"Continuous treatment" is distinguishable from a "continuing tort." See Williams v. Edmondson & Ward, 257 Ark. 837, 520 S.W.2d 260 (1975); Owen v. Wilson, 260 Ark. 21, 537 S.W.2d 543 (1976); Treat v. Kreutzer, 290 Ark. 532, 720 S.W.2d 716 (1986). In Owen and Treat, the appellants argued that a single negligent act of a physician, a misdiagnosis for example, was a continuing wrong and the statute of limitations would not begin to run until the error was discovered, on the premise that the effect of the wrong was continuous. We declined to adopt that theory, holding the cause of action to accrue at the time of the wrongful act, reasoning that the proposed theory, a public policy issue, should be addressed by the legislature.

To hold otherwise would mean in effect that we would apply the "discovery of injury rule" 2 to our malpractice statute, which would change the time of the accrual of a cause of action from the time of the act to the date of discovery of the injury. This is contrary to the legislative intent plainly expressed in our statute. The limitation begins to run from the "date of the wrongful act complained of and no other time." Ark.Code Ann. § 16-114-203 (1987).

In contrast to the so-called continuing tort theory, based on a single negligent act, the continuous treatment doctrine becomes relevant when the medical negligence consists of a series of negligent acts, or a continuing course of improper treatment. The basis for the doctrine is sound.

The so-called "continuous treatment" rule has been defended on the grounds of fairness as well as on the basis of logic. Certainly it would not be equitable to bar a plaintiff, who for example, has been subjected to a series of radiation treatments in which the radiologist negligently and repeatedly administered an overdosage, simply because the plaintiff is unable to identify the one treatment that produced his injury. Indeed, in such a situation no single treatment did cause the harm; rather it was the result of several treatments, a cumulative effect. From the point of view of the physician, it would seem reasonable that if he had made a mistake, a misdiagnosis for example, he is entitled to the opportunity to correct the error before harm ensues. And, as one court has put it, "It would be absurd to require a wronged patient to interrupt corrective efforts by serving a summons on the physician.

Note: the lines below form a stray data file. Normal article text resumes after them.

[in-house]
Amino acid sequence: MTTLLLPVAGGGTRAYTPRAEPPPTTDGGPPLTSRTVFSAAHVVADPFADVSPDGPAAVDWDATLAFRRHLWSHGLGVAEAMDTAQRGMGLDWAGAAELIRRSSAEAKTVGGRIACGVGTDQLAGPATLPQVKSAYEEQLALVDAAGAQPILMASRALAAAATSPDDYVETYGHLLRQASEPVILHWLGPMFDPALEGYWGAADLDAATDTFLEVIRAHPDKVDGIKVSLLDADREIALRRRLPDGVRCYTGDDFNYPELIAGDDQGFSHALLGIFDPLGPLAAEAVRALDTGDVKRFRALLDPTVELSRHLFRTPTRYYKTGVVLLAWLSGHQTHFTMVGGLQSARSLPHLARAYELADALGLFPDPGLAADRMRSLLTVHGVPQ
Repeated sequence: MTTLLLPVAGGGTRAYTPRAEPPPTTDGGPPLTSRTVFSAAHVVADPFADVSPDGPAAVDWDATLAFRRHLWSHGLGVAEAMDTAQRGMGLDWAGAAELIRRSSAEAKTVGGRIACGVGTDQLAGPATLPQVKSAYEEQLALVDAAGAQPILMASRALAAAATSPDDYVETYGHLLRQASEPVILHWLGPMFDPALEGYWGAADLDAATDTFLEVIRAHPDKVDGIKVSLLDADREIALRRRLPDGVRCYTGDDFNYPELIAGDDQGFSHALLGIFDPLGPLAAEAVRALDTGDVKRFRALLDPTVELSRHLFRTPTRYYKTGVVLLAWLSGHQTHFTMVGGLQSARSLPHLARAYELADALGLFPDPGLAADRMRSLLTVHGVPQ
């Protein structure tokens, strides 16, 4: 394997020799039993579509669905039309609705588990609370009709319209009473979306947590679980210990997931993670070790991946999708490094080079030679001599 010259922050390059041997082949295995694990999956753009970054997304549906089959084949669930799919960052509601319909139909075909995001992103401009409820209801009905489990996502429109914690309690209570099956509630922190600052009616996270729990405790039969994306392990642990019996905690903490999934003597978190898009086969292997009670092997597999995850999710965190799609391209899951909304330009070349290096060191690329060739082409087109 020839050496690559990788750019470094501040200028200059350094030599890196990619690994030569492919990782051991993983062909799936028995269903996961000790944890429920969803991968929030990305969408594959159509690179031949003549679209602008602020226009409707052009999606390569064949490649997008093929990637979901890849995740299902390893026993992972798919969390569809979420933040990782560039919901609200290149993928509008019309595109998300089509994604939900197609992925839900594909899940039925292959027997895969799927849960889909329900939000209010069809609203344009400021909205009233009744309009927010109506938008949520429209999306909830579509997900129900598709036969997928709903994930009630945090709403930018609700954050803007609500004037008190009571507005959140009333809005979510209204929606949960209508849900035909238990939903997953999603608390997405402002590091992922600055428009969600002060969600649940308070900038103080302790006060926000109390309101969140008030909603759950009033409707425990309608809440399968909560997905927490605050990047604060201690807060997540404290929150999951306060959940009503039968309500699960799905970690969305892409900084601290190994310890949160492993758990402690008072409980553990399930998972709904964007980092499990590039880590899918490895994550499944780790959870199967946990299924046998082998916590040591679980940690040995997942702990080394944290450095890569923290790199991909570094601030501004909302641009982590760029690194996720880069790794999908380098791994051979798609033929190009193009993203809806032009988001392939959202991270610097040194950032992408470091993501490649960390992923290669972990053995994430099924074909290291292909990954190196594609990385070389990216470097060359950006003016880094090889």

D. Louisell & H. Williams supra.

Since 1940, there has been a steady trend toward judicial acceptance of the continuing treatment approach. D. Louisell & H. Williams supra; 2 Pegalis and Wachsman, American Law of Medical Malpractice § 6:7 (1981), gives this summary:

This circumstance is usually dealt with in each state by the so-called 'continuous course of treatment' doctrine. Generally, the cause of action would accrue at the end of a continuous course of medical treatment for the same or related condition even if the negligent act or omission has long since ended.

Jurisdictions adopting the doctrine include Metzger v. Kalke, 709 P.2d 414 (Wyo.1985); Skoglund v. Blandkenship, 134 Ill.App.3d 628, 481 N.E.2d 47 (1985); Vinklarek v. Cane, 691 S.W.2d 108 (Tex.Civ.App.1985); Sheldon v. Sisters of Mercy Health Corp., 102 Mich.App. 91, 300 N.W.2d 746 (1980); Tamminen v. Aetna Casualty & Surety Co., 109 Wis.2d 536, 327 N.W.2d 55 (1982); Lynch v. Foster, 376 So.2d 342 (La.App.1979); Farley v. Goode, 219 Va. 969, 252 S.E.2d 594 (1979); Samuelson v. Freeman, 75 Wash.2d 904, 454 P.2d 406 (1969); Frazor v. Osborne, 57 Tenn.App. 10, 414 S.W.2d 118 (1966); Waldman v. Rohrbaugh, 241 Md. 137, 215 A.2d 825 (1966); Borgia v. City of New York, 12 N.Y.2d 151, 187 N.E.2d 777, 237 N.Y.S.2d 319 (1962); Hundley v. St. Francis Hospital, 161 Cal.App.2d 800, 327 P.2d 131 (1958); Thatcher v. De Tar, 351 Mo. 603, 173 S.W.2d 760 (1943); Hotelling v. Walther, 169 Or. 559, 130 P.2d 944 (1942); Williams v. Elias, 140 Neb. 656, 1 N.W.2d 121 (1941); Schmit v. Esser, 183 Minn. 354, 236 N.W. 622 (1931).

Even a jurisdiction which has adhered to the "time of injury rule" for the...